Tom Hanks and newcomer Helena Zengel in ‘News of the World.

Tom Hanks and newcomer Helena Zengel in ‘News of the World.

To make up for the lack of content in a 2020-21 winter season, movie studios are still finding small ways to drop decent to good films. Paul Greengrass’ new western drama, “News of the World,” was given a limited theatrical release over Christmas weekend, like any typical Oscars contender. But for people who aren’t near an open theater or might not be comfortable sitting in a public building just yet, it’s already on VOD for home viewing.

            Set in post-Civil War Texas, Jefferson Kidd (Tom Hanks) is a former Confederate Infantry captain who now makes a living going town-to-town across the U.S. reading newspapers for 10 cents a person to anyone interested. One day while en route, Kidd comes across a lost 10-year-old German girl named Johanna (Helena Zengel) who was raised in a Kiowa village. Now orphaned twice over, Kidd takes up the responsibility of traveling the girl to an aunt and uncle in Red River, Texas.

            “News of the World” co-stars Mare Winningham, Bill Camp and Elizabeth Marvel in the supporting cast, and reunites Greengrass and Hanks for the first time since their highly acclaimed “Captain Phillips” (2013). Based on Paulette Jiles’ 2016 novel of the same name, Greengrass might seem like a peculiar choice for a period piece, as he’s more well-known for modern-set thrillers like the Jason Bourne movies and “United 93” (2006). It’s a pleasant surprise to discover “News of the World” might be his most restrained as a director, with his recognizable shaky cam style absent for all but two quick shots. The English filmmaker proves he can hold his own outside of the action genre and naturally makes us feel like we’re watching the Old West on screen.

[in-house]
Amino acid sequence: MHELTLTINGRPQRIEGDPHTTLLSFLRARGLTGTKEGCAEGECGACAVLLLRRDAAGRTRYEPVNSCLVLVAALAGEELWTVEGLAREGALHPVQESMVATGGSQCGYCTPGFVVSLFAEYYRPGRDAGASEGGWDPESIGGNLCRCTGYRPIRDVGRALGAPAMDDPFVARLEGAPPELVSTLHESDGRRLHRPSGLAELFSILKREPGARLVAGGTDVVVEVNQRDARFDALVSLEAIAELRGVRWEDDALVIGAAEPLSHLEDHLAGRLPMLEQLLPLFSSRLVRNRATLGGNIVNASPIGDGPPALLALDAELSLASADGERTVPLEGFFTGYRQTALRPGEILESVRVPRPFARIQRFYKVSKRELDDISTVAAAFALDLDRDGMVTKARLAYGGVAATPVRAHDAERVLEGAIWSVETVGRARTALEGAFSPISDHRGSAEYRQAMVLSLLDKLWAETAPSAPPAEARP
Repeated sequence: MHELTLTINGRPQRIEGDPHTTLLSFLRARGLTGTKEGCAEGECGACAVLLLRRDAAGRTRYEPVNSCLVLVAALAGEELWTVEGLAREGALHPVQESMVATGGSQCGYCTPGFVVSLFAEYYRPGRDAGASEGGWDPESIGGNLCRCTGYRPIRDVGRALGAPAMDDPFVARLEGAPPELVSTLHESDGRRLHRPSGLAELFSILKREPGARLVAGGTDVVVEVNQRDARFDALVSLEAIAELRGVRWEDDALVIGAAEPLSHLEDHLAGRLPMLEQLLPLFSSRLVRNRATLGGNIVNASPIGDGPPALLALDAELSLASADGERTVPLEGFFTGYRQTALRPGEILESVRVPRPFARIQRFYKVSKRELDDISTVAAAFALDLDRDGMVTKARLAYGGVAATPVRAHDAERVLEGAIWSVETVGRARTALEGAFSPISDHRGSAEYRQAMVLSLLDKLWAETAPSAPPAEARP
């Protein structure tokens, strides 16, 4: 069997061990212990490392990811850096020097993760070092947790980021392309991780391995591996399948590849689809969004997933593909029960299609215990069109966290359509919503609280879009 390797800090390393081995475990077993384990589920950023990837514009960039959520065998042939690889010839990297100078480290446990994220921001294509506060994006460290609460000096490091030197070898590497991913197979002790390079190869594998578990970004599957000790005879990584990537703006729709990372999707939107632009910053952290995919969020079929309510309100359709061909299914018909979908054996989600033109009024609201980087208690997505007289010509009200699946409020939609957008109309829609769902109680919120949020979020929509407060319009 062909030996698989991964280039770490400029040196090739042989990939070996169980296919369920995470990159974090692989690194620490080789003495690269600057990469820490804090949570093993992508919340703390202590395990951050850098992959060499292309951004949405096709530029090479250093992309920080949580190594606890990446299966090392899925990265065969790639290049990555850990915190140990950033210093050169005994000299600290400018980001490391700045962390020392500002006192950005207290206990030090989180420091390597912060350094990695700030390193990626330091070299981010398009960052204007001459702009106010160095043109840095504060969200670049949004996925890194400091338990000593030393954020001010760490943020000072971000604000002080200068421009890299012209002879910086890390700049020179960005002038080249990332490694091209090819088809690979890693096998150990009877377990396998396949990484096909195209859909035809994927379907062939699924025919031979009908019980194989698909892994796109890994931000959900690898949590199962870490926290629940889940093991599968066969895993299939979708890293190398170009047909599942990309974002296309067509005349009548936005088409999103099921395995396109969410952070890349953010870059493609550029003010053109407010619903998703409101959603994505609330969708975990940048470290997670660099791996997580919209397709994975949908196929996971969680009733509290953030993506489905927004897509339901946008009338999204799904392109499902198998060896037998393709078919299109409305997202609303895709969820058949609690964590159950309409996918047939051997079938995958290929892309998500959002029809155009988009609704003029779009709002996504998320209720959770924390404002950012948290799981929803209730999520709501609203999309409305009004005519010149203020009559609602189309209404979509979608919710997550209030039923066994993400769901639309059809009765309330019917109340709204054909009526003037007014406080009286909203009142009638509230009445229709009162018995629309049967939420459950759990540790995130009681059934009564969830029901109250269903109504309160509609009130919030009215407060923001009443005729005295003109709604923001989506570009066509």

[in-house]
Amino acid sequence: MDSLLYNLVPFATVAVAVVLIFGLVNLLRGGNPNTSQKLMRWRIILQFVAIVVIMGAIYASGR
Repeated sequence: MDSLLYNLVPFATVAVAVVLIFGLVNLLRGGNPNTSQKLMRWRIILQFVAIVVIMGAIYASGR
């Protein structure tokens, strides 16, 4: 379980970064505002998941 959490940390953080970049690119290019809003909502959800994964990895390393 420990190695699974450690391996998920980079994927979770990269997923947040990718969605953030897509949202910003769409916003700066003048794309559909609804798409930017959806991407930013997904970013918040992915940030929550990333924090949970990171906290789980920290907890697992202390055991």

Hanks is solid as the star of the story, as expected, but it’s newcomer Zengel who really shines in her Hollywood debut. It’s a testament to her talent that she can capture the viewers’ attention each scene with no English dialogue, only speaking German and Kiowa. The theme of journalism in the 1850s is also an interesting, unique subject we don’t see much in this time period in fiction, and comes off refreshing with both Hanks’ performance and Greengrass’ and Luke Davies’ adapted script.

            “News of the World” could easily have been just another generic, basic, Oscar bait. But instead we get the first high quality feature film in 2021.

 

Megan Bianco is a southern California-based movie reviewer and film historian, providing entertainment content exceeding 700 published articles to various publications since 2010. She has a degree in Film Criticism & Screenwriting from California State University, Northridge. You can follow her on Instagram @moviemuses.